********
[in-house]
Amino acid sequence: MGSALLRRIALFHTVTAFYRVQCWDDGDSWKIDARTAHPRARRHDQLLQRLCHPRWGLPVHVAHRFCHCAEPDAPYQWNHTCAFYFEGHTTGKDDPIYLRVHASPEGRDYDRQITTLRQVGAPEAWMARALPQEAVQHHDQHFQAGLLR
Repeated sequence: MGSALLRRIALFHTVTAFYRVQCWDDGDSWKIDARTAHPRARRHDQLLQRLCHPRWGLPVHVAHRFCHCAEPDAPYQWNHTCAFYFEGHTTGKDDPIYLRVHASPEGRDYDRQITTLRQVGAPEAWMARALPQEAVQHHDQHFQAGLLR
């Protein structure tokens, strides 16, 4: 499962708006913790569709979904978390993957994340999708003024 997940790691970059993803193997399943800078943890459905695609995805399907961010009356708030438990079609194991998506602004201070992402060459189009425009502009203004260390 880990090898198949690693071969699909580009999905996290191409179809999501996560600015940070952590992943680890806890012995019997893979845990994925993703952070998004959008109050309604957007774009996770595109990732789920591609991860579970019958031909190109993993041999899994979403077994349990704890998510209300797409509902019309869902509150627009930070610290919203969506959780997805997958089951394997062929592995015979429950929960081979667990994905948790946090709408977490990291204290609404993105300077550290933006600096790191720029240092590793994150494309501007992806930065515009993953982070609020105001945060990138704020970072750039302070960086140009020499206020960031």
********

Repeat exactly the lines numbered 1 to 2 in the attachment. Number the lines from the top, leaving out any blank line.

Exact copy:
[in-house]
Amino acid sequence: MGSALLRRIALFHTVTAFYRVQCWDDGDSWKIDARTAHPRARRHDQLLQRLCHPRWGLPVHVAHRFCHCAEPDAPYQWNHTCAFYFEGHTTGKDDPIYLRVHASPEGRDYDRQITTLRQVGAPEAWMARALPQEAVQHHDQHFQAGLLR